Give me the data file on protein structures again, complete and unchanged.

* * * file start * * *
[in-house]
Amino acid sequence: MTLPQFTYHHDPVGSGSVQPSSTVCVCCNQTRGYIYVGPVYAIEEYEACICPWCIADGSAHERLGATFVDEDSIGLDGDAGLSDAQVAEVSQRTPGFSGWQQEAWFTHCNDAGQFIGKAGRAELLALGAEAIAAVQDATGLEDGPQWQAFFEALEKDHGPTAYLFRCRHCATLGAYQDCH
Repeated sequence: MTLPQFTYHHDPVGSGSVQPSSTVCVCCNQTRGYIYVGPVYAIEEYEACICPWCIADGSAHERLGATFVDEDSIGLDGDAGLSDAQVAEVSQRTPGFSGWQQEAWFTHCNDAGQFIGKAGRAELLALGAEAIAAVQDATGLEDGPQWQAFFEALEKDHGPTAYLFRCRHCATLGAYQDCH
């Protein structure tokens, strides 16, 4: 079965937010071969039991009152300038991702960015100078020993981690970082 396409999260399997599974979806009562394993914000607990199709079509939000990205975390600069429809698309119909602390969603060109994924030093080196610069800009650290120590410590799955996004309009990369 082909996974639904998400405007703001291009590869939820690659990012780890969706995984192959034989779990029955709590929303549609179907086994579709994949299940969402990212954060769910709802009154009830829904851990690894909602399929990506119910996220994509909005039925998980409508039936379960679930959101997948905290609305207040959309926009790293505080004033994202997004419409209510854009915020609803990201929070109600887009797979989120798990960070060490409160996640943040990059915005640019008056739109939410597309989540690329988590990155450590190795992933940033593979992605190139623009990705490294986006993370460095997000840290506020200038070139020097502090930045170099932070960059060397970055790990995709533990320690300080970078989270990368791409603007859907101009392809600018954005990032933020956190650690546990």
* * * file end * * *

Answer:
[in-house]
Amino acid sequence: MTLPQFTYHHDPVGSGSVQPSSTVCVCCNQTRGYIYVGPVYAIEEYEACICPWCIADGSAHERLGATFVDEDSIGLDGDAGLSDAQVAEVSQRTPGFSGWQQEAWFTHCNDAGQFIGKAGRAELLALGAEAIAAVQDATGLEDGPQWQAFFEALEKDHGPTAYLFRCRHCATLGAYQDCH
Repeated sequence: MTLPQFTYHHDPVGSGSVQPSSTVCVCCNQTRGYIYVGPVYAIEEYEACICPWCIADGSAHERLGATFVDEDSIGLDGDAGLSDAQVAEVSQRTPGFSGWQQEAWFTHCNDAGQFIGKAGRAELLALGAEAIAAVQDATGLEDGPQWQAFFEALEKDHGPTAYLFRCRHCATLGAYQDCH
């Protein structure tokens, strides 16, 4: 079965937010071969039991009152300038991702960015100078020993981690970082 396409999260399997599974979806009562394993914000607990199709079509939000990205975390600069429809698309119909602390969603060109994924030093080196610069800009650290120590410590799955996004309009990369 082909996974639904998400405007703001291009590869939820690659990012780890969706995984192959034989779990029955709590929303549609179907086994579709994949299940969402990212954060769910709802009154009830829904851990690894909602399929990506119910996220994509909005039925998980409508039936379960679930959101997948905290609305207040959309926009790293505080004033994202997004419409209510854009915020609803990201929070109600887009797979989120798990960070060490409160996640943040990059915005640019008056739109939410597309989540690329988590990155450590190795992933940033593979992605190139623009990705490294986006993370460095997000840290506020200038070139020097502090930045170099932070960059060397970055790990995709533990320690300080970078989270990368791409603007859907101009392809600018954005990032933020956190650690546990």